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S.S.

answers from Atlanta on

This obviously isn't working for your family. Stop saying something is "impossible" that's a cop-out. You're caving and catering to your son. You are creating this mess.

Hire a nanny to be there at night.
Buy a second car.
Ride share with someone from your husband's work.
Public transportation
Change jobs.

If you say any of those are "impossible" I call BS on you. So public transportation might not work. but there is UBER or Lyft. Stop making excuses. Stop this crappy schedule. You're not helping ANYONE.

Your son needs to on a schedule. He can't scream and get his way. You are allowing him to basically train you. He screams, throws a fit and you cave because you don't want him screaming. Sorry. Your son needs to be told NO. And YOU, mama, need to MEAN NO. Your son needs a schedule. Children THRIVE on schedules. As it stands? Your son's life is chaos.

9 moms found this helpful
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E.B.

answers from Denver on

I don't think that your child is fighting sleep. What he's fighting is chaos, instability, insecurity, and a complete lack of predictable schedules. He's being fed a late night snack instead of a regular age-appropriate supper, at a regular time. He goes to bed much MUCH too late for a two year old, then wakes halfway through his sleep cycle, has to go for a car ride, comes home, has no idea if he'll get woken up again to be fed or packed into the car or what.

Children need security. You have created the total opposite.

Sit down with your husband and look at your work schedules. I appreciate that you're both working, but you need to create a predictable, secure, stable home environment. There are 4 rides involved: 2 jobs, both to and from work. And there's one car. It might mean that one of you is home without a car while the other is at work for the shift. Figure out if one of the 4 trips can be on a bus, with Uber, walking, car-pooling. Or buy a cheapo ugly 2nd car.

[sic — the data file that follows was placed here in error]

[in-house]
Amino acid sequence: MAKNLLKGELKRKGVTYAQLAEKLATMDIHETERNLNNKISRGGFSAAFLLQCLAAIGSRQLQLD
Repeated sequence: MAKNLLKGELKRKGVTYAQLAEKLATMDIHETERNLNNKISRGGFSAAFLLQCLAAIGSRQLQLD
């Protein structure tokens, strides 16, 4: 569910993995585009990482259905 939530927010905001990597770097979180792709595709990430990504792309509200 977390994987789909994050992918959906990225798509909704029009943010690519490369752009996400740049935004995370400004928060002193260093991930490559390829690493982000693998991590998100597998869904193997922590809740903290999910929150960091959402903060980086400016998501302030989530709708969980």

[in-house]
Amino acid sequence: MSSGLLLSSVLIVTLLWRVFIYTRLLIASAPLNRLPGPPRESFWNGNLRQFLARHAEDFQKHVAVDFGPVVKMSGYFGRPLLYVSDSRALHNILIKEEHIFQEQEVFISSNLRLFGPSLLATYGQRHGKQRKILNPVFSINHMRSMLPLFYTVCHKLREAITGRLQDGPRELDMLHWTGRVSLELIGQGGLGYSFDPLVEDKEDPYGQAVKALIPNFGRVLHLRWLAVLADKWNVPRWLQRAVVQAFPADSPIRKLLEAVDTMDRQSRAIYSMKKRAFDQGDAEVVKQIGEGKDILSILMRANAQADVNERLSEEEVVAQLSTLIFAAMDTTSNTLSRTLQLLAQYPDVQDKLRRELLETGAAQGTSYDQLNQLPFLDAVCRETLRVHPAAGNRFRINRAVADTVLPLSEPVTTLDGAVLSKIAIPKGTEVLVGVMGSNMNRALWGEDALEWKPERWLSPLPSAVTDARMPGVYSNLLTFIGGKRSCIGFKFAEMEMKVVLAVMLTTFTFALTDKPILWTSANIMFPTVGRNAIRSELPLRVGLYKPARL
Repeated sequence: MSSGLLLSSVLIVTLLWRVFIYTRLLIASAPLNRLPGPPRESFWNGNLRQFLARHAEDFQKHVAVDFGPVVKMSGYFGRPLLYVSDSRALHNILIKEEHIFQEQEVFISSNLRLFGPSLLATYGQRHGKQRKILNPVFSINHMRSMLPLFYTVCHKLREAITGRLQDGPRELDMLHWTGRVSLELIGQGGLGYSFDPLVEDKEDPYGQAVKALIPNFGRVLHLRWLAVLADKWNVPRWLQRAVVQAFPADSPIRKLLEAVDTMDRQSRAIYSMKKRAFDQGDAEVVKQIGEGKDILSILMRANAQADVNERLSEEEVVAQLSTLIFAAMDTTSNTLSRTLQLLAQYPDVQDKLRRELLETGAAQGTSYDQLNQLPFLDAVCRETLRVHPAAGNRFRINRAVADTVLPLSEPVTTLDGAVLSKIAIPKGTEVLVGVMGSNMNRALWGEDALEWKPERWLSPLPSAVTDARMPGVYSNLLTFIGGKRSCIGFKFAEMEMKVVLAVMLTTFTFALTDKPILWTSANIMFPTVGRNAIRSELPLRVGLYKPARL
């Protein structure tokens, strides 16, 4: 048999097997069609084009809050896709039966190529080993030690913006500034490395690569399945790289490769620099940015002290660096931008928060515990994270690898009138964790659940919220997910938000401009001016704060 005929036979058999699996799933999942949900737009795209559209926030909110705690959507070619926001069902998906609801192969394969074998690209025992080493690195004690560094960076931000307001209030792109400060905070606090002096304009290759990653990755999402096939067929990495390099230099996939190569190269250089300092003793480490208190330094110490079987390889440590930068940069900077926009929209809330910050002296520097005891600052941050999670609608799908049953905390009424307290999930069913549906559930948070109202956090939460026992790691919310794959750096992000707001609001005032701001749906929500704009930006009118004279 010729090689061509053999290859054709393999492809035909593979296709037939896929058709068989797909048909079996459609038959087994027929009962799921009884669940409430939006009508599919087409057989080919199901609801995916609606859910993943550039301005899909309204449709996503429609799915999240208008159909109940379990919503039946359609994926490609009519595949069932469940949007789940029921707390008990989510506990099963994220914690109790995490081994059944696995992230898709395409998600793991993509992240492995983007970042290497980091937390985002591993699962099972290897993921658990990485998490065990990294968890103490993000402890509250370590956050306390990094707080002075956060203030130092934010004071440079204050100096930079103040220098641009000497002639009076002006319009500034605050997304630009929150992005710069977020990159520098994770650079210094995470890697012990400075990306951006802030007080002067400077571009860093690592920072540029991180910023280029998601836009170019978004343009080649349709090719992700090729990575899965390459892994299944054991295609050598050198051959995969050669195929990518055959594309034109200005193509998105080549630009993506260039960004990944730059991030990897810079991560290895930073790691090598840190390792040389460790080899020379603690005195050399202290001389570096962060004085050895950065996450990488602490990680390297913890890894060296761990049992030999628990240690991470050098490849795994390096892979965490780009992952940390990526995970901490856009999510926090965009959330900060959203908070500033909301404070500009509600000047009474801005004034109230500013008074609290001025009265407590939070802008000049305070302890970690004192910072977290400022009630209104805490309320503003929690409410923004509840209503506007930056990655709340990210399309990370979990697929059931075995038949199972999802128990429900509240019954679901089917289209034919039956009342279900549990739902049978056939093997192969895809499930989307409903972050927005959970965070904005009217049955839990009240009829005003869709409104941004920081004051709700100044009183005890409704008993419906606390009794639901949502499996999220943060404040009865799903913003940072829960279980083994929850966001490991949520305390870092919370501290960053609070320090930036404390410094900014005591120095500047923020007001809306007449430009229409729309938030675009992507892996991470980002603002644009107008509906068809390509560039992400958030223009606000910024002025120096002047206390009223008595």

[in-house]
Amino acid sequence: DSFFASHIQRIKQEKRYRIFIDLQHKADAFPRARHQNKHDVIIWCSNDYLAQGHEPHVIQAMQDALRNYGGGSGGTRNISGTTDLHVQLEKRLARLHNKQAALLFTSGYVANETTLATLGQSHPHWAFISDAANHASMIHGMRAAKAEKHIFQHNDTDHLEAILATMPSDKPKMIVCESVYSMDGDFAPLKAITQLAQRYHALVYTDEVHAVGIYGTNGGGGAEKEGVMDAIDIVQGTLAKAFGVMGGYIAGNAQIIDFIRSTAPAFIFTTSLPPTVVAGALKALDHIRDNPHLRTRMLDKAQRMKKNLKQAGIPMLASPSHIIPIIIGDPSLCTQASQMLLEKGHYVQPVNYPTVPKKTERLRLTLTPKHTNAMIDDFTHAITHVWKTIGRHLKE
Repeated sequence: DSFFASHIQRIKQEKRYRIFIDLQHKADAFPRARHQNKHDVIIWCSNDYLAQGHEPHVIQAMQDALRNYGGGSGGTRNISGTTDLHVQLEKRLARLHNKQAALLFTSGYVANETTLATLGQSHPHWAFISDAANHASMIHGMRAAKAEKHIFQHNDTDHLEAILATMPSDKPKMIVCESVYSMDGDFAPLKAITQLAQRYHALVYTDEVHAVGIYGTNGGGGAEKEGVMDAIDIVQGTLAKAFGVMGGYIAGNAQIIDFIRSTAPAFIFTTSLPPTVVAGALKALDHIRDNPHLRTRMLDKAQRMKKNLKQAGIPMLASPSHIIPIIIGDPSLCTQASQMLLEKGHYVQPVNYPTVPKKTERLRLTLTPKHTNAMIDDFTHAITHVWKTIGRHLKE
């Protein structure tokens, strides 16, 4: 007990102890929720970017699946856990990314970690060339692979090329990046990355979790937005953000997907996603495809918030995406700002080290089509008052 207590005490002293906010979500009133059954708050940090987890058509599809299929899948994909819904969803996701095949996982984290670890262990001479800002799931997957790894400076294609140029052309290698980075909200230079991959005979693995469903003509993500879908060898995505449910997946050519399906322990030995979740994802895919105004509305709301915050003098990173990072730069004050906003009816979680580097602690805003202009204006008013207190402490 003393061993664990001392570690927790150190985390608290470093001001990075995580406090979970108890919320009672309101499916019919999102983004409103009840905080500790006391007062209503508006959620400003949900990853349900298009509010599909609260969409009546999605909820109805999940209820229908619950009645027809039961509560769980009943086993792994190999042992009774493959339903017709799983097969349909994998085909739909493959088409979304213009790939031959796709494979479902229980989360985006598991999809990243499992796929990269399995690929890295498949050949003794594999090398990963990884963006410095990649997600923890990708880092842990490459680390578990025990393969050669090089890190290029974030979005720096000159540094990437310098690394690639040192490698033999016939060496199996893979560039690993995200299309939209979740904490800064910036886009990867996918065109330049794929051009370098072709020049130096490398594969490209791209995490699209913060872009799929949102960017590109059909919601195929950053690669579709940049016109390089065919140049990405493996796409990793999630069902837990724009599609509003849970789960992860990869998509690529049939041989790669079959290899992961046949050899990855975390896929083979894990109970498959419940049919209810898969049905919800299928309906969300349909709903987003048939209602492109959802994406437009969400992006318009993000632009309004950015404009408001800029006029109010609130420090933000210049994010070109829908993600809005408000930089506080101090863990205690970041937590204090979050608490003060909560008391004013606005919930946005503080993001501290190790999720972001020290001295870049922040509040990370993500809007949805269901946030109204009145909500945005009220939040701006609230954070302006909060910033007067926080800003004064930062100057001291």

And then figure out a schedule for the home. A good bedtime for the 2 year old (like 7 or 8 pm), a reasonable nap, supper at 5 or 6, a snack mid-afternoon, etc. It's going to take time to instill this new schedule in your toddler and family. Your older child needs a secure home, too. Do you leave him sleeping at home alone while you go get your husband? That shouldn't be.

Figure out how to tell your younger child no, in an effective way. You need to reward good behavior and ignore the undesired behavior. And rewards don't mean toys or treats. The rewards are smiles from mommy/daddy, talking, being able to sit at the table with family, eye contact. If your child throws food on the floor, you remove the child from the kitchen or dining room table or high chair, you don't make eye contact, you don't react in anger or despair, you don't yell, you don't scold. You take the child to a quiet boring corner for a time out. But it's just as important, when your child is NOT throwing food, that you interact with him, sing a silly song, play a counting game, take about your day, etc. The instant food is thrown, that stops COLD.

You may need to talk to a professional counselor about how to establish an orderly, secure, stable home for your children, and for yourselves.

9 moms found this helpful
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M.S.

answers from Washington DC on

If you are in Texas you don’t have to worry about the snow so maybe your husband could take a bike or buy a used scooter or the bus one way and bike the other. (You can put your bike on the bus in my area.) If you have a college in your area you could hire a college girl to come over. They usually don’t mind the late hours. He could pay a coworker for rides. He could try and change shifts or better yet, change jobs. Just get creative in your thinking.

This issue is not about your baby being a poor sleeper. It’s about you as parents not giving him a good sleep routine. This isn’t good for you either. You need your sleep.

Added: what do you do with your older child for all of this?

8 moms found this helpful
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G.♣.

answers from Springfield on

You son is not consistently getting a full night's sleep. He is getting woken up out of a deep sleep, and then he cannot adjust to relax and go back to sleep. Maybe your older son tolerated this schedule better, but this little guy cannot.

You need to find an alternative plan.